April 25, 2012

Disappearing Cello, Disappearing Words

Posted in Creativity, Peak Experiences tagged , , at 4:28 pm by Rebecca Hein

If I can forget everything but the music I’m playing, including the technique needed to play it, I can get my writing to behave the same way. In music, when I play for fun, not trying to perform brilliantly and not trying to play difficult pieces, I’m most likely to create the magic I want.

Writing obeys the same rules. It’s not in struggling to elevate our ability that we relax and enjoy our words the most. Rather, the Muse sneaks up and anoints us in those simple, stress-free moments where we’re not trying to accomplish anything in particular.


April 18, 2012

The Mysterious Disappearance of My Cello

Posted in Creativity, Flow, Peak Experiences tagged , , , , at 4:19 am by Rebecca Hein

Today I was halfway through an excellent cello practice session when I realized I was unconscious of my cello. Melting out of my hands, it had left just me and the music.

Such moments are sublime, and lately I can nearly count on them. Of course I want the same for my writing, and it’s reasonable to suppose that similar principles will lead me in the right direction.

April 11, 2012

Freewriting, Part Five: Don’t Underrate It

Posted in flow in writing, freewriting tagged at 4:16 am by Rebecca Hein

While your freewriting is producing nothing but near-gibberish, causing you to wonder why you’re doing it, consider this: how often do you get perfect flow in a writing session? Perfect flow in freewriting is like a perfect warmup in music.

Before you know it, you’re launched and have been drawn into your sound. Playing a few easy notes or simple pieces, you become absorbed in the sensations of playing, and though these easy notes and pieces will never be heard in performance, they relax you and help you play your best.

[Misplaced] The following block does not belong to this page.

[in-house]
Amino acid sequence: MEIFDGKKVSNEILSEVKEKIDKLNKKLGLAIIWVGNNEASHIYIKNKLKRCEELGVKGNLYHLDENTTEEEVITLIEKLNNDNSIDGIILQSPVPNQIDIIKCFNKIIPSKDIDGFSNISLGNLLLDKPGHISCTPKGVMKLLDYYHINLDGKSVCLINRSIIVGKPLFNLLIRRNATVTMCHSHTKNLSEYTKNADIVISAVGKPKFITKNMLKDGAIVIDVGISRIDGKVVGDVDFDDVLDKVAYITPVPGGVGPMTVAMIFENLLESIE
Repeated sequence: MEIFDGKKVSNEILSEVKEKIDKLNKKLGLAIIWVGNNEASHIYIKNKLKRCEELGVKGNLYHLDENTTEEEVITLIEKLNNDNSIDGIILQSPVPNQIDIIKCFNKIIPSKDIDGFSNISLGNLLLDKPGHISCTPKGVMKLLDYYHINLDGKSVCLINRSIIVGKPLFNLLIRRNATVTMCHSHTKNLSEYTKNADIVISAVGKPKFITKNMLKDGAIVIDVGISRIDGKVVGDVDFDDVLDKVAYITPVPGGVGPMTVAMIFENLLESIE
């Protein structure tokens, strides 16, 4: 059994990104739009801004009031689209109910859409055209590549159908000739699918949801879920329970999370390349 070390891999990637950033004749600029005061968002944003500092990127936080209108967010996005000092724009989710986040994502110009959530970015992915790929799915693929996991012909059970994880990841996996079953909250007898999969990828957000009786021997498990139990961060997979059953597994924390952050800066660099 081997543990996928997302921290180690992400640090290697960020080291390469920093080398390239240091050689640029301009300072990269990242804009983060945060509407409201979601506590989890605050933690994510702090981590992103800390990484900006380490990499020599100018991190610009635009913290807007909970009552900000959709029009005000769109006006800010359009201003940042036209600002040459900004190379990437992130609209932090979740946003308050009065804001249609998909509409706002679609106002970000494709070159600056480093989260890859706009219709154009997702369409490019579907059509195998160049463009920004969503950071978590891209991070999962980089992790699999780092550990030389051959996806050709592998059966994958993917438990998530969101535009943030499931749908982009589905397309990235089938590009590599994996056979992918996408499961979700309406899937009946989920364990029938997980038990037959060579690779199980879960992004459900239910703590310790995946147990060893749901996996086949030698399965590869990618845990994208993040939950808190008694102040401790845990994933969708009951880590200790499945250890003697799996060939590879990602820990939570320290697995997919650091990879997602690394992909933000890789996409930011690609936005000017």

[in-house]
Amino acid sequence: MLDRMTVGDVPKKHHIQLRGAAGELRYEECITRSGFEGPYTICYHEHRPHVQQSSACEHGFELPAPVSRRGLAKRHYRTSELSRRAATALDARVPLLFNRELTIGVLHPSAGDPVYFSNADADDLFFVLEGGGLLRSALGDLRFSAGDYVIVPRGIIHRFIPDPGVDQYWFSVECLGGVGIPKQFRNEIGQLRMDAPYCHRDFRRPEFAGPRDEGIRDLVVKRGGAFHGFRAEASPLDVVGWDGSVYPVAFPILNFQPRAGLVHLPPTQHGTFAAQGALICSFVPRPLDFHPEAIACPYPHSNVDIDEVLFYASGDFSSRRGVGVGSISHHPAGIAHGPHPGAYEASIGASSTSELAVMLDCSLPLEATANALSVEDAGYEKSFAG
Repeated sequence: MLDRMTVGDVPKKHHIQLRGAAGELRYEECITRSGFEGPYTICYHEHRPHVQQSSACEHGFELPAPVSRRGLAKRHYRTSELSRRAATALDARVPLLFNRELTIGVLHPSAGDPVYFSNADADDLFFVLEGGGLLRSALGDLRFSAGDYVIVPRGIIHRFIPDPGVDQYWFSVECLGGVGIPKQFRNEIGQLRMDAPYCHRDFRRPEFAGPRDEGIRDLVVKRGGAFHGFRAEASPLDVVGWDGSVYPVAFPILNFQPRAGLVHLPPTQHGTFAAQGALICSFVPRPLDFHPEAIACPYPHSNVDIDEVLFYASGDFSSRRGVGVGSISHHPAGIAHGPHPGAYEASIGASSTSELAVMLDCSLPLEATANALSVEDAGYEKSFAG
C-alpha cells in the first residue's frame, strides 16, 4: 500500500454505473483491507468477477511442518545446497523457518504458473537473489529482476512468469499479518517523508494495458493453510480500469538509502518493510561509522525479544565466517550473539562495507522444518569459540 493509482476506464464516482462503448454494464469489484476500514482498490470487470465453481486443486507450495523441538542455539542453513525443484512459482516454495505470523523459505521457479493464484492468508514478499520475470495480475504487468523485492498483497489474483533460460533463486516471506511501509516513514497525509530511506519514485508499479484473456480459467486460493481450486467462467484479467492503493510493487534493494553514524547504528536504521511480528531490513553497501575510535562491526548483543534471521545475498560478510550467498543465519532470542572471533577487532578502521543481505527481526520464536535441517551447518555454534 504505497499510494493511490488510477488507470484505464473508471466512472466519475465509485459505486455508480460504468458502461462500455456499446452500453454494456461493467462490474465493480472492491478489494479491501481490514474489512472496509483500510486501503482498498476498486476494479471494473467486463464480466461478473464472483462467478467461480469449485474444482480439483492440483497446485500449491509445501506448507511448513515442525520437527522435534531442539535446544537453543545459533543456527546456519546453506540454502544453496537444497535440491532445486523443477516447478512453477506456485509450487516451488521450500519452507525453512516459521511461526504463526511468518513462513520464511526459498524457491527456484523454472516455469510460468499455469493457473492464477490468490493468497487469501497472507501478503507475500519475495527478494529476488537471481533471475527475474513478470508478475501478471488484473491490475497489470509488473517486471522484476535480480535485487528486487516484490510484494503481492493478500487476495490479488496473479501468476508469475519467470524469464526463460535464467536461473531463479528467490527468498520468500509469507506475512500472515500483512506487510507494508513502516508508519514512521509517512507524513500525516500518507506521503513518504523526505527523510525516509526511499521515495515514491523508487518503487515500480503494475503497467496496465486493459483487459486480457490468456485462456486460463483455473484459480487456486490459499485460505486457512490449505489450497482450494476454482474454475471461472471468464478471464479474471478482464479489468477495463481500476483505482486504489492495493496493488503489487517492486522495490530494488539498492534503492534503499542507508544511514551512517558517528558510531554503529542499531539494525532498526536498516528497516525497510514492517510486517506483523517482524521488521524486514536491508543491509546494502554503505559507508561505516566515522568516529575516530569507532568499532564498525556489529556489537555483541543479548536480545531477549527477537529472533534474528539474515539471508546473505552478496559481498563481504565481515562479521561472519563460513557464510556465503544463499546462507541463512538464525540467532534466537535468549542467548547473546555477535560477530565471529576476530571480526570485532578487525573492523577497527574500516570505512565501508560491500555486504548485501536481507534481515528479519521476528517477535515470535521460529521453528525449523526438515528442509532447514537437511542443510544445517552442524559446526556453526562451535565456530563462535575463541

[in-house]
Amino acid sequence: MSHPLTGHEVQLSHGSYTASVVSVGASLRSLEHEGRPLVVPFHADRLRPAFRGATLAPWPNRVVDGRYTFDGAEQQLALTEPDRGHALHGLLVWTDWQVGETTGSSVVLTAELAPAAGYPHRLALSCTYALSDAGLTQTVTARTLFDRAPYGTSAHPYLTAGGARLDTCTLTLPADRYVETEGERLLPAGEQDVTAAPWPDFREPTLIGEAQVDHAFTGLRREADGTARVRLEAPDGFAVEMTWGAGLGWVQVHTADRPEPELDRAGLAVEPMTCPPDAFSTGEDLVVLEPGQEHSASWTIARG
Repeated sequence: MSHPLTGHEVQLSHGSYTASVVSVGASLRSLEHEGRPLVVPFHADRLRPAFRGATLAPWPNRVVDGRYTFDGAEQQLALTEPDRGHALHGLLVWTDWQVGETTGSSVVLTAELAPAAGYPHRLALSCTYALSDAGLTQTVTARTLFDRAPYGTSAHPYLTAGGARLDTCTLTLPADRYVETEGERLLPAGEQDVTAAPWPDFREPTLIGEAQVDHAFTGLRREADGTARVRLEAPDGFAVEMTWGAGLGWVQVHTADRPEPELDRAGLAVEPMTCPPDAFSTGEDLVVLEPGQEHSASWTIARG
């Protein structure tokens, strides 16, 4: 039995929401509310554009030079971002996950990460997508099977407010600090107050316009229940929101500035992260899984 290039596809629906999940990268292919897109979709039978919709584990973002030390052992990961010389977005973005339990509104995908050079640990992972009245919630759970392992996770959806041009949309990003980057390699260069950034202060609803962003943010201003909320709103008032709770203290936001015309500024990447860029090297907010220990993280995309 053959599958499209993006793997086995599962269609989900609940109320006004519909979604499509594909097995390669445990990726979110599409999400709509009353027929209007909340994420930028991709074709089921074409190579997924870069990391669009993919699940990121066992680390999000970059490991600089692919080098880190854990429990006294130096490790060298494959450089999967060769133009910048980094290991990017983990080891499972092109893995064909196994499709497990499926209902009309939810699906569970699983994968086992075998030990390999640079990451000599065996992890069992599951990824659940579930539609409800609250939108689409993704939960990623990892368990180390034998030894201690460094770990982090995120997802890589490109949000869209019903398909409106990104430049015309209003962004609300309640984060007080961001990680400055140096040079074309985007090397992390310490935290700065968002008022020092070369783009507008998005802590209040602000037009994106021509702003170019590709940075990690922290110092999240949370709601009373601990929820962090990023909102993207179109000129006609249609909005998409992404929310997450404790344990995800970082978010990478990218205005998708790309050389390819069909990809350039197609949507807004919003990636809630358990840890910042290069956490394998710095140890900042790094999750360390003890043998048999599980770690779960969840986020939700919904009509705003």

Freewriting is the same. Launch it and keep going, forgetting about whether or not it will be readable. Then you’ll find that next time you try to write a story, essay, or poem, it will be much easier.

April 4, 2012

Freewriting, Part Four: Long-Term Benefits

Posted in freewriting tagged at 5:15 pm by Rebecca Hein

Have you been freewriting for years and years? Sometimes writers give up on it because what they freewrite is dull and uninspired. Surely, they conclude, a real writing session would be more productive.

Maybe, maybe not. If we emerge from a real writing session with the first draft or revision of a story, chapter, or essay, this is obviously productive.

But what if we could get that same piece of writing in less than half the time and requiring fewer revisions? This is the long-term effect of freewriting. It makes us so proficient with words that matching those words with ideas becomes as natural as writing whatever comes into our heads.

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